There might be debate as to who the top player at some positions in the 2021 NFL Draft might be, but there’s no argument at the top of the offensive tackle depth chart.
Oregon left tackle Penei Sewell entered the 2020 season as the top tackle in the upcoming draft class, and despite opting out of the season and not putting any play on tape for a year, he remains so. While other offensive tackles have raised their draft stock none has really threatened Sewell’s position as the top tackle on the draft board.
But is he really as good as the hype would have us believe? There are some who say that Sewell is the best tackle prospect since Tyron Smith. While that might be a bit unfair to Sewell, could he really live up to expectations?
Prospect: Penei Sewell
Games Watched: vs. California (2019), vs. Colorado (2019), vs. USC (2019)
Games Played: 21 (14 in 2019)
Red Flags: Ankle (2018)
Best: Size, athleticism, play strength, competitive toughness, run blocking, pass protection
Worst: Hand usage, outside zone blocking
Projection: A starting offensive tackle in a man-gap or inside zone blocking scheme.
(Note: Sewell is LT number 58)
Oregon offensive tackle Penei Sewell has an uncommon blend of size, strength, and athleticism to play the position at the NFL level. Sewell aligned at the left tackle position on the Oregon offensive line. He executed both the man and zone blocking schemes used by the Ducks’ offense.
Sewell is a flexible left tackle prospect with the ability to settle into his stance before the snap and fire out of his stance with good leverage after the snap. He is a natural knee bender, keeping good hip and pad level throughout the rep. He is also a fluid and easy mover, both in pass protection and as a run blocker. Sewell has a balanced kick-slide which allows him to get depth and width in his pass sets while keeping his hips parallel to the line of scrimmage and maintaining balance for taking on pass rushers.
Sewell’s leverage allows him to unlock his natural play strength, easily absorbing power rushes, as well as controlling defenders once his block is established. Likewise, his mobility allows him to hit landmarks quickly and easily, cutting off speed rushers off the edge. Sewell also processes pass rushes quickly, easily picking up and passing off stunts and twists to avoid giving up free rushing lanes.
He is an easy mover in space, quickly working to the second level or getting out in front of screen plays. Sewell is athletic enough that he can accurately block linebackers and defensive backs while on the move.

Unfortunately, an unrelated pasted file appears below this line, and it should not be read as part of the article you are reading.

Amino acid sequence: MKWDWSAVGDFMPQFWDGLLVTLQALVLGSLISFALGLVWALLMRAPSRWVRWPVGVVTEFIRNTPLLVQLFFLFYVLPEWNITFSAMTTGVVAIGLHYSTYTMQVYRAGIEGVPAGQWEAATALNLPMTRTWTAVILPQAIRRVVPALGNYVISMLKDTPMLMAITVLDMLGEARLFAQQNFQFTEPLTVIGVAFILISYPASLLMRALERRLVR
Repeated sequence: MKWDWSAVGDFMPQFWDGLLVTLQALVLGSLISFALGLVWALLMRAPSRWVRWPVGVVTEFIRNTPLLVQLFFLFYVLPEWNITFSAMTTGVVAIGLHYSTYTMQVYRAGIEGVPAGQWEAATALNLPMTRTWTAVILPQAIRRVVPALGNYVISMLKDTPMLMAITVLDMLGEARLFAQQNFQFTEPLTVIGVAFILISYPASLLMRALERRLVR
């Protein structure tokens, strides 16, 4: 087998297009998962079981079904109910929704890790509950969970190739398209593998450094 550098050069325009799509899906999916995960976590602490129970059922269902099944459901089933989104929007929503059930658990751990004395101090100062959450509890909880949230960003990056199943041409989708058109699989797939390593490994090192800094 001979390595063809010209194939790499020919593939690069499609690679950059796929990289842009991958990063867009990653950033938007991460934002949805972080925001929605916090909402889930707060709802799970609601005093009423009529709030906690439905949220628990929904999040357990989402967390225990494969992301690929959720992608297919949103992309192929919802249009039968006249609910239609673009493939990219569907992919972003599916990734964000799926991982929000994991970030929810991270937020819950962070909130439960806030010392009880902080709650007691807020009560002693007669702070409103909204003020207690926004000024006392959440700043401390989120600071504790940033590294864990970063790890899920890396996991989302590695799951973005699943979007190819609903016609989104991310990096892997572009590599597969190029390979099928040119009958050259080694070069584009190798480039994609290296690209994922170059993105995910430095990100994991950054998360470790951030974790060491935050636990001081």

Sewell is a powerful run blocker who can drive defenders off the ball on power running plays, or disrupt gap discipline in zone plays. Sewell consistently fires off the ball with good leverage as a run blocker, uncoiling his hips to drive defenders back, out of his gap, and to the ground when he can.
There are few flaws in Sewell’s game, though teams would want to continue to work with him to polish his hand technique. Sewell can occasionally allow his hands to go wide during his punch, landing his hands outside defenders’ framework. While he is certainly strong enough to control college defenders without perfect leverage, he will want to refine his hand usage to keep improving at the NFL level. Likewise, NFL officials could use wide strikes as evidence of holding.
Sewell’s only real weakness is on the back side of outside zone runs. While he is athletically capable of staying in sync with his linemates, he can be prone to getting out over his toes and lunging. Even poor blocks can send defenders reeling, but he might be better served being on the play-side or in an offense which primarily uses man-gap or inside zone schemes.
Overall Grade: 9.5 - This prospect has the physical and mental traits to be an immediate starter Pro Bowl player at his position early in his career.
Penei Sewell projects as a starting offensive tackle, and would be best on a team which uses a power running scheme.
Sewell will almost certainly start at left tackle in the NFL and should remain there for some time. There’s no reason why he wouldn’t be able to play right tackle, but his collegiate experience is on the left side and that’s where his learning curve would be shortest at the NFL level.
Sewell might lack ideal length at 6-foot-4 ⅞ inches, with 33 ¼ inch arms, and that could bring him close to some teams’ minimum thresholds for the position. However, his movement skills — particularly for a player who weighs 331 pounds — and play strength make any length concerns a non-issue. Sewell should be a plug-and-play blocker for almost any offensive line in the NFL and could well become a “franchise” left tackle.